Oghaiki Asaah Ndambi, Torsten Hemme, Otto Garcia:
Comparing Resource Use Efficiency in Typical Dairy Production Systems in South Africa, Morocco, Uganda and Cameroon

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OGHAIKI ASAAH NDAMBI, TORSTEN HEMME, OTTO GARCIA
University of Kiel, Department of Agricultural Economics, IFCN Dairy Research Center, Germany

Population growth, urbanisation and increased per capita milk consumption are main reasons for increasing milk demand in Africa during the recent years. As opposed to the past when dairying in Africa was mainly for subsistence, market-oriented dairy production units are now evolving. Due to globalisation, it is important to increase the efficiency of resource use in dairy farms order to be competitive and/or promote the local industry. This study aims at analysing input levels and efficiency of farm resource utilisation as well as their impacts on farm returns. Data was collected from typical dairy farms in South Africa, Morocco, Uganda and Cameroon using the panel approach and farm visits. The TIPI-CAL (Technology Impact, Policy Impact Calculations model) was used to analyse and compare data entries from selected dairy farms.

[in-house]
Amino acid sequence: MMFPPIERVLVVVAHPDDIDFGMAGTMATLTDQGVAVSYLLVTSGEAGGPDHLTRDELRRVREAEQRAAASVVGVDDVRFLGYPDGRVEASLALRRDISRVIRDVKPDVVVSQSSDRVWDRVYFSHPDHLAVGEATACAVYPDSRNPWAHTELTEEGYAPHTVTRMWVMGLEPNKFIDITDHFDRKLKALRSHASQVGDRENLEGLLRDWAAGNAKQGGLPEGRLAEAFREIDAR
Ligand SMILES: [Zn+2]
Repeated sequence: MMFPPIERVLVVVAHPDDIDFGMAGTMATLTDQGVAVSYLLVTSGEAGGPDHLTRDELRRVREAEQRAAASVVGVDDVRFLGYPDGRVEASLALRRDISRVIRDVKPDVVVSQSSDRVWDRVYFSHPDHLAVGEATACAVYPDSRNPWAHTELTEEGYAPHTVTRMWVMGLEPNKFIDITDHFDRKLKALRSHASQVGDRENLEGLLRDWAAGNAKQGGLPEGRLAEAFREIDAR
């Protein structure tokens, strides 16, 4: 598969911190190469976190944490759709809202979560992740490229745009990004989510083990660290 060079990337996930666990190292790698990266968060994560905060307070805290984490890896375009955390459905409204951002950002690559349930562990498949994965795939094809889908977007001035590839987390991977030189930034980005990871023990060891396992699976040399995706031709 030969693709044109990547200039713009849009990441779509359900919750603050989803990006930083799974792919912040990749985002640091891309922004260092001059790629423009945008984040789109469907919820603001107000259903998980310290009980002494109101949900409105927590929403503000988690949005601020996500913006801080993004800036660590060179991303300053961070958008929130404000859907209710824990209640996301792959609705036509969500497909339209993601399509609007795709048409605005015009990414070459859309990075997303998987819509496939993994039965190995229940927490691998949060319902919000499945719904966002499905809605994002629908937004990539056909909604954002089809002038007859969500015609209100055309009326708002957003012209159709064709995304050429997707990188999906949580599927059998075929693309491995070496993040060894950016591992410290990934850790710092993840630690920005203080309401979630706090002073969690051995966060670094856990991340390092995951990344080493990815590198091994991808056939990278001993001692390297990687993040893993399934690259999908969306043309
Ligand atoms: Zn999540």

Generally, as farms grew larger in size, family resources (especially land and labour) became insufficient and there was a greater need for their acquisition from external sources. Land efficiency was extremely high in intensive systems as compared to extensive ones. There was a higher return to labour in larger farms than in smaller farms of the same production systems in all the countries except South Africa, showing a positive effect of scale economies on labour efficiency. The capital costs in Moroccan farms were extremely high due to relatively higher input costs, leading to very low capital productivity in Morocco. Meanwhile, South African farms, which were the largest farms in the sample, had the highest capital productivity.

Though extensive dairy farming systems in Uganda and Cameroon had the lowest costs of milk production (>20 US-$ per 100kg milk), their input productivities as well as milk yields were lower, leading to very low net cash returns from the dairy enterprise. Large intensive farms in South Africa had relatively low costs (<30 US-$ per 100kg milk) and a high Return on Investment (ROI) due to a higher efficiency of input utilisation. It was concluded that, intensification of dairy farming and simultaneously increasing the scale of production will greatly increase productivity of farm inputs, thus recommended for dairy development in African countries.



Keywords: Dairy production systems, resource efficiency


Full paper: http://www.tropentag.de/2008/abstracts/full/90.pdf

Footnotes

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Contact Address: Oghaiki Asaah Ndambi, University of Kiel, Department of Agricultural Economics, IFCN Dairy Research CenterSchauenburger Str. 116, 24118 Kiel, Germany, e-mail: ndamboa@yahoo.com
Andreas Deininger, November 2008